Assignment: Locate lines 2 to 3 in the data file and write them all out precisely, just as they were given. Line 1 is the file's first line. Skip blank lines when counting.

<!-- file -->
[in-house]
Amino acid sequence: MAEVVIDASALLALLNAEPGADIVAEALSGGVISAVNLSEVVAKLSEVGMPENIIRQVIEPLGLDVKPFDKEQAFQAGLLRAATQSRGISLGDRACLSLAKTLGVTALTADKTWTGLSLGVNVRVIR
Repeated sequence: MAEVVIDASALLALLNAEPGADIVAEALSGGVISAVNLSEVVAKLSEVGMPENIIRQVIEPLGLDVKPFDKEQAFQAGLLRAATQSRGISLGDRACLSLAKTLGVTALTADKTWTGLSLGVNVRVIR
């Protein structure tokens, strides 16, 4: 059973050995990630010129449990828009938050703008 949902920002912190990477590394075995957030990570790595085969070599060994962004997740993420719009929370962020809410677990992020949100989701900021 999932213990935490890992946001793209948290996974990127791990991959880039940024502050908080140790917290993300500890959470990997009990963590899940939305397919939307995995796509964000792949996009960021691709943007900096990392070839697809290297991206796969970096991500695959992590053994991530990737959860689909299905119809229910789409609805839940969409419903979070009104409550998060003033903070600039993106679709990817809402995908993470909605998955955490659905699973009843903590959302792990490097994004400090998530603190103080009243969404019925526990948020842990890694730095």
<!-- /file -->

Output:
Amino acid sequence: MAEVVIDASALLALLNAEPGADIVAEALSGGVISAVNLSEVVAKLSEVGMPENIIRQVIEPLGLDVKPFDKEQAFQAGLLRAATQSRGISLGDRACLSLAKTLGVTALTADKTWTGLSLGVNVRVIR
Repeated sequence: MAEVVIDASALLALLNAEPGADIVAEALSGGVISAVNLSEVVAKLSEVGMPENIIRQVIEPLGLDVKPFDKEQAFQAGLLRAATQSRGISLGDRACLSLAKTLGVTALTADKTWTGLSLGVNVRVIR